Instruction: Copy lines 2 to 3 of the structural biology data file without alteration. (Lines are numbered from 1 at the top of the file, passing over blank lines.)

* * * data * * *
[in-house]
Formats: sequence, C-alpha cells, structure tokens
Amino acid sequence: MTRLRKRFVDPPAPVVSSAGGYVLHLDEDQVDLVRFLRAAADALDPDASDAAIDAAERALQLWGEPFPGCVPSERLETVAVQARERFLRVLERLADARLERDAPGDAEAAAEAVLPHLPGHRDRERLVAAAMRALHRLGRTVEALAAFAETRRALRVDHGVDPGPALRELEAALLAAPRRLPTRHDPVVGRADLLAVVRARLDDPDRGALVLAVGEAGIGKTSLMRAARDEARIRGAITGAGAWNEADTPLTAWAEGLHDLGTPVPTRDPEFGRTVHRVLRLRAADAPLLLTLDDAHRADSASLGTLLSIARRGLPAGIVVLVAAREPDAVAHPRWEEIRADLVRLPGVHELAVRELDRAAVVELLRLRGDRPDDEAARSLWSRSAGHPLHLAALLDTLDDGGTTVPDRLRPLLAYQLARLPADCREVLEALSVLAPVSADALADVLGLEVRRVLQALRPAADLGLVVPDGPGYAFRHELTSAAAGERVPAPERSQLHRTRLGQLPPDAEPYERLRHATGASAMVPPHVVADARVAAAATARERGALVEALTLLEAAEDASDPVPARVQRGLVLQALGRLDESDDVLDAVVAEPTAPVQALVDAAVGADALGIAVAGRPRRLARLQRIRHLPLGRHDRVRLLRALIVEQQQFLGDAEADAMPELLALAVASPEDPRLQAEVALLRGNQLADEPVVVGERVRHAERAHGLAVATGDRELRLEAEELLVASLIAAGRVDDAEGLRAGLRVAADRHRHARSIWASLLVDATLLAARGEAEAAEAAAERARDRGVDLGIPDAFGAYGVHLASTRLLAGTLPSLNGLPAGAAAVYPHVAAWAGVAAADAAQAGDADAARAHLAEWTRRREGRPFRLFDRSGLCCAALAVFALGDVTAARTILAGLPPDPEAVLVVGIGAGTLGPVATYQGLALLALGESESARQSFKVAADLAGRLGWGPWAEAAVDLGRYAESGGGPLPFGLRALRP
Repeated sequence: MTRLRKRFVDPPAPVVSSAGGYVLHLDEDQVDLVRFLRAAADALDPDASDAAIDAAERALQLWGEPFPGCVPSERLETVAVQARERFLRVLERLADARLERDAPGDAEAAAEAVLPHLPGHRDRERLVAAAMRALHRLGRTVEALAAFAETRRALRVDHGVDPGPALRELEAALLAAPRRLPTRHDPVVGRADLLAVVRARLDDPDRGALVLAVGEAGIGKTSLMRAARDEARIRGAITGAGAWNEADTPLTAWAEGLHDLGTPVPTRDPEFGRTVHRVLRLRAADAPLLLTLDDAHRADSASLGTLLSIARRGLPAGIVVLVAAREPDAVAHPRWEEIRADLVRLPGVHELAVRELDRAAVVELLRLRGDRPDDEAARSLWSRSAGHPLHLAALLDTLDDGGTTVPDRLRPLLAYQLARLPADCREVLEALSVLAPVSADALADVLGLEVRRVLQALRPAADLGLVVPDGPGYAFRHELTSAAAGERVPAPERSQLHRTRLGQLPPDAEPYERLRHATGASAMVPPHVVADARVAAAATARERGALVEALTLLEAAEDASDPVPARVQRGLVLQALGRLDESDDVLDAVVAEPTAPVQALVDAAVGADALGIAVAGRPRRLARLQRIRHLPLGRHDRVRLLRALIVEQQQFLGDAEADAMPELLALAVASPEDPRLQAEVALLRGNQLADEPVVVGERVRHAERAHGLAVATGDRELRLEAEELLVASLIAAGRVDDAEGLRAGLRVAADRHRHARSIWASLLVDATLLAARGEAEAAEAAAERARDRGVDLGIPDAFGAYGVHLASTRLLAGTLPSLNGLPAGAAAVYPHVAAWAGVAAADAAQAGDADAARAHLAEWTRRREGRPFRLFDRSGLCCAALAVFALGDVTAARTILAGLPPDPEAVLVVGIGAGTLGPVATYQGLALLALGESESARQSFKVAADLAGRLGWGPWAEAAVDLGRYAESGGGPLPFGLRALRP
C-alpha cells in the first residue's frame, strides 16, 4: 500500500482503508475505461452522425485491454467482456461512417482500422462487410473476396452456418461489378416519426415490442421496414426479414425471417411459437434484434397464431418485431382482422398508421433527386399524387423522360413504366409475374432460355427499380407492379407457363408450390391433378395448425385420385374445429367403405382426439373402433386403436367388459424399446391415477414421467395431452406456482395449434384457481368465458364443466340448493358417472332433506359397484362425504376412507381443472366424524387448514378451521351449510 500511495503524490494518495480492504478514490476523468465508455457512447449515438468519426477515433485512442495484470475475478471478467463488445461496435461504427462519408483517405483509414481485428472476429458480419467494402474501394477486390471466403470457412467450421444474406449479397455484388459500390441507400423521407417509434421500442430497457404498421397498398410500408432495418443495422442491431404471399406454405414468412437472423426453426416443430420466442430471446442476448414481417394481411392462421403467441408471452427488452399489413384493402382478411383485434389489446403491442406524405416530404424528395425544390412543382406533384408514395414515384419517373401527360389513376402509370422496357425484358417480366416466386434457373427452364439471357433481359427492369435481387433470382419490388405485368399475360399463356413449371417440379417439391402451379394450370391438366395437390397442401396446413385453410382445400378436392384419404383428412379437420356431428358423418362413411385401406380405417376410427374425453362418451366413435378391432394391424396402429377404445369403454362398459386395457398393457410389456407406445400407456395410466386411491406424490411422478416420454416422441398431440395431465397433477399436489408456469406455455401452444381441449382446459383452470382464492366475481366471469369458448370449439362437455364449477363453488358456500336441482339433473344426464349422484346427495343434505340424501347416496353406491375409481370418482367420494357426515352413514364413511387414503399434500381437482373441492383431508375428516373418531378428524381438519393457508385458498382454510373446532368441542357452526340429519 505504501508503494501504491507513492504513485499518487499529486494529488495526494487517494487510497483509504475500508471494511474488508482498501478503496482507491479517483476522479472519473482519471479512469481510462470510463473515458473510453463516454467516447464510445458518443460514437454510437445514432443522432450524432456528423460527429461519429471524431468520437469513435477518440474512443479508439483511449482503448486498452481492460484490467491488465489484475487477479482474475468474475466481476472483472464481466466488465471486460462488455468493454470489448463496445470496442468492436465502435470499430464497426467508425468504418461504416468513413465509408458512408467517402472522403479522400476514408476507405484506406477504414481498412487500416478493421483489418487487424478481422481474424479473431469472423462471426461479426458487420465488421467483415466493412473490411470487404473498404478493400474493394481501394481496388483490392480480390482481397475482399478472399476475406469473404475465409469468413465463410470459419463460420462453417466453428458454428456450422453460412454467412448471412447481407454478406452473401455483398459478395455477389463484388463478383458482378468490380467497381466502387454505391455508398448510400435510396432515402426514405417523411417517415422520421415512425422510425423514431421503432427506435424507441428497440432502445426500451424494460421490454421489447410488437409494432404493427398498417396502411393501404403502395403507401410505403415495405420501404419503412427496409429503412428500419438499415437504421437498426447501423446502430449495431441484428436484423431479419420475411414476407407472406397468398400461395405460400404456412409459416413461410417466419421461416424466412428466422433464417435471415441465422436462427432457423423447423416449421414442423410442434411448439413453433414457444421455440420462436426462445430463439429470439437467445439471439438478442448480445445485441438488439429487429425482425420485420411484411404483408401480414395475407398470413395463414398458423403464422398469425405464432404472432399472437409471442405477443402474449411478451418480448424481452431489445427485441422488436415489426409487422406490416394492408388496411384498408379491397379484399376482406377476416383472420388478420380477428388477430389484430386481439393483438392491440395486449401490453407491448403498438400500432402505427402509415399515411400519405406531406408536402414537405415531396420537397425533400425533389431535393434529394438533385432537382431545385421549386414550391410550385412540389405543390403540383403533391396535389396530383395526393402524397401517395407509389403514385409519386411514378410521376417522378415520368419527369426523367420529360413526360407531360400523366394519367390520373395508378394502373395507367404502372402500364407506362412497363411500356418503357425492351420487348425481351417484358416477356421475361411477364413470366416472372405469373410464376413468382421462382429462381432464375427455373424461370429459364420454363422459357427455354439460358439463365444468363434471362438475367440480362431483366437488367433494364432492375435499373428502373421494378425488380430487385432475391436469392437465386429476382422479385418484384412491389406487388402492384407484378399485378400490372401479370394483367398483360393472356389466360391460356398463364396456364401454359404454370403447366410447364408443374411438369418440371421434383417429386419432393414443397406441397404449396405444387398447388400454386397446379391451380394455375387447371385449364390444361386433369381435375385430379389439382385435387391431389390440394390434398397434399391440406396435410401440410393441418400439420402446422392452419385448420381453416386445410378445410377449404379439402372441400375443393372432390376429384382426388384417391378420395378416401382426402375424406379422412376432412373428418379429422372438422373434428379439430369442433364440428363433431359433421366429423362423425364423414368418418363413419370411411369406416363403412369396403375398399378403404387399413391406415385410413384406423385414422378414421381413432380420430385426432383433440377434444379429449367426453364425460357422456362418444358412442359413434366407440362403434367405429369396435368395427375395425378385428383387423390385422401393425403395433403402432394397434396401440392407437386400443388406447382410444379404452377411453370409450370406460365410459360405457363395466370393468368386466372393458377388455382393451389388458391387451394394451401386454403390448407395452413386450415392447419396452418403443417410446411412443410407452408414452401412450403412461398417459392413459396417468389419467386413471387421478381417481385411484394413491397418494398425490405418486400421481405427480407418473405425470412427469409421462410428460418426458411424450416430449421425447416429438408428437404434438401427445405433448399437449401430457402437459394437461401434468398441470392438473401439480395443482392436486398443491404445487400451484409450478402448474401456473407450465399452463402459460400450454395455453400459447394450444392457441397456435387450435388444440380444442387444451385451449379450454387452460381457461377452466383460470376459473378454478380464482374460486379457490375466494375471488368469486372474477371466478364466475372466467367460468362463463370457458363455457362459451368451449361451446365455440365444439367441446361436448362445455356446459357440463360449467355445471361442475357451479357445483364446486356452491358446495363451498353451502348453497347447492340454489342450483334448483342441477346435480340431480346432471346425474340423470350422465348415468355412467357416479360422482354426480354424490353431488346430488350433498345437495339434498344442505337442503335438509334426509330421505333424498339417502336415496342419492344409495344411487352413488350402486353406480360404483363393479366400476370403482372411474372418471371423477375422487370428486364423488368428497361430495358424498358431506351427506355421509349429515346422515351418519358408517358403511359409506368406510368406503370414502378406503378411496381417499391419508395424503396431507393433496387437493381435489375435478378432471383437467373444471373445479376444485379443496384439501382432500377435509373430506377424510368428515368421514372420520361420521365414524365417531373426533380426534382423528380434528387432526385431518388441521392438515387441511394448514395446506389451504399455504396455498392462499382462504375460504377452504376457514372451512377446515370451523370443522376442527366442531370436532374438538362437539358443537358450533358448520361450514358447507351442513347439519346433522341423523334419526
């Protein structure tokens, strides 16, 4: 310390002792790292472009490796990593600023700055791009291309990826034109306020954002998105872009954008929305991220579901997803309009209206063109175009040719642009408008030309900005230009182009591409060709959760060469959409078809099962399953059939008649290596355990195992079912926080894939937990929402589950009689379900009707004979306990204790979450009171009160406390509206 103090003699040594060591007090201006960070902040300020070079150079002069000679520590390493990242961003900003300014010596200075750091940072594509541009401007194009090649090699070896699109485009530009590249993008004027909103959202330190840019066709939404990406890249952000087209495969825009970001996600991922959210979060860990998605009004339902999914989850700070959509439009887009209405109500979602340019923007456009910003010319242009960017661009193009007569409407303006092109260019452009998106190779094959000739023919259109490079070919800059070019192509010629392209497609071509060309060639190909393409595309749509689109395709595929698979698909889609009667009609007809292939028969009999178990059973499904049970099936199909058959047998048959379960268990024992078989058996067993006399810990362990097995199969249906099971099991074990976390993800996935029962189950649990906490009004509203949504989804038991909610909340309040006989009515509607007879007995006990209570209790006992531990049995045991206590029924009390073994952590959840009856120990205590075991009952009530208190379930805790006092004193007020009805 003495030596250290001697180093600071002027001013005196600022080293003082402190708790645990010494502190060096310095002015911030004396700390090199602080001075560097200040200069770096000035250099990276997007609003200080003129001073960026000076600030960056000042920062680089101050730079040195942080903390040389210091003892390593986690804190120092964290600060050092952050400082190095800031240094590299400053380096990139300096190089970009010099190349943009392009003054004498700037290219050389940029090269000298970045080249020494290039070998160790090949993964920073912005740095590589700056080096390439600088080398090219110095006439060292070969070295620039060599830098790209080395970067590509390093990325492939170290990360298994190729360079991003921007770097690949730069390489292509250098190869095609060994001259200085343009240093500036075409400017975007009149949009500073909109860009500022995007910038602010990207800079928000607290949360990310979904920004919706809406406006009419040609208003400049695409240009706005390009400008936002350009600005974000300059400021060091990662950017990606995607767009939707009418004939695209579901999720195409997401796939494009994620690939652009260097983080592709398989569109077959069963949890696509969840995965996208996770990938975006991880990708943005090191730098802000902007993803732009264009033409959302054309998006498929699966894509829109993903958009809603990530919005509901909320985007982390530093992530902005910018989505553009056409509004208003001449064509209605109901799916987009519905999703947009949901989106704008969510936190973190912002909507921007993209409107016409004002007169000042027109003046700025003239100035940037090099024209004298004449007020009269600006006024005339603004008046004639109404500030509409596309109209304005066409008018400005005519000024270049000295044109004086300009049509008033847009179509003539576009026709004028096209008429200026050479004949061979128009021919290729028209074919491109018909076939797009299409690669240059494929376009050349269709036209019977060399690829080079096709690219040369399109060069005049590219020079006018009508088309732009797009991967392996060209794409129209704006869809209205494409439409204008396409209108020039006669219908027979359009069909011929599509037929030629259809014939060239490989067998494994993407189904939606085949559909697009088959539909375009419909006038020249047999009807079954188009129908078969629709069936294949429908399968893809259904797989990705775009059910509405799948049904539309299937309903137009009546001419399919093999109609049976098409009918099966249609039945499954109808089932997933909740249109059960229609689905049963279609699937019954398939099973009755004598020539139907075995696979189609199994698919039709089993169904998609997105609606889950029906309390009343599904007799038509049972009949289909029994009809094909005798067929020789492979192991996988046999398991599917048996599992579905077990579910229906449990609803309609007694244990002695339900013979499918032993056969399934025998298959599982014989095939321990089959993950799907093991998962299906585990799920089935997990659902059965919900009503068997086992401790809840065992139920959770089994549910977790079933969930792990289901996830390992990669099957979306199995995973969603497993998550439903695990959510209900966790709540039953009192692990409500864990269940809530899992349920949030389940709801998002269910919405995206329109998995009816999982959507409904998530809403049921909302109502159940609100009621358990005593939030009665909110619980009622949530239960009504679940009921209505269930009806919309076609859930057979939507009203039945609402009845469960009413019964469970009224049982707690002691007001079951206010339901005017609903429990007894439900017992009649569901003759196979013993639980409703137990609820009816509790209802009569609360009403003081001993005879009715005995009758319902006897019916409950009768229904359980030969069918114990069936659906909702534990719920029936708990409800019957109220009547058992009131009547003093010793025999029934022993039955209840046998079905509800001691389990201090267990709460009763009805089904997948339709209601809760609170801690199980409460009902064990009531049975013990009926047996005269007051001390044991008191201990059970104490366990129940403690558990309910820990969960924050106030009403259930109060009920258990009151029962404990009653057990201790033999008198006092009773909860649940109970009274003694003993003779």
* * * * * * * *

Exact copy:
Formats: sequence, C-alpha cells, structure tokens
Amino acid sequence: MTRLRKRFVDPPAPVVSSAGGYVLHLDEDQVDLVRFLRAAADALDPDASDAAIDAAERALQLWGEPFPGCVPSERLETVAVQARERFLRVLERLADARLERDAPGDAEAAAEAVLPHLPGHRDRERLVAAAMRALHRLGRTVEALAAFAETRRALRVDHGVDPGPALRELEAALLAAPRRLPTRHDPVVGRADLLAVVRARLDDPDRGALVLAVGEAGIGKTSLMRAARDEARIRGAITGAGAWNEADTPLTAWAEGLHDLGTPVPTRDPEFGRTVHRVLRLRAADAPLLLTLDDAHRADSASLGTLLSIARRGLPAGIVVLVAAREPDAVAHPRWEEIRADLVRLPGVHELAVRELDRAAVVELLRLRGDRPDDEAARSLWSRSAGHPLHLAALLDTLDDGGTTVPDRLRPLLAYQLARLPADCREVLEALSVLAPVSADALADVLGLEVRRVLQALRPAADLGLVVPDGPGYAFRHELTSAAAGERVPAPERSQLHRTRLGQLPPDAEPYERLRHATGASAMVPPHVVADARVAAAATARERGALVEALTLLEAAEDASDPVPARVQRGLVLQALGRLDESDDVLDAVVAEPTAPVQALVDAAVGADALGIAVAGRPRRLARLQRIRHLPLGRHDRVRLLRALIVEQQQFLGDAEADAMPELLALAVASPEDPRLQAEVALLRGNQLADEPVVVGERVRHAERAHGLAVATGDRELRLEAEELLVASLIAAGRVDDAEGLRAGLRVAADRHRHARSIWASLLVDATLLAARGEAEAAEAAAERARDRGVDLGIPDAFGAYGVHLASTRLLAGTLPSLNGLPAGAAAVYPHVAAWAGVAAADAAQAGDADAARAHLAEWTRRREGRPFRLFDRSGLCCAALAVFALGDVTAARTILAGLPPDPEAVLVVGIGAGTLGPVATYQGLALLALGESESARQSFKVAADLAGRLGWGPWAEAAVDLGRYAESGGGPLPFGLRALRP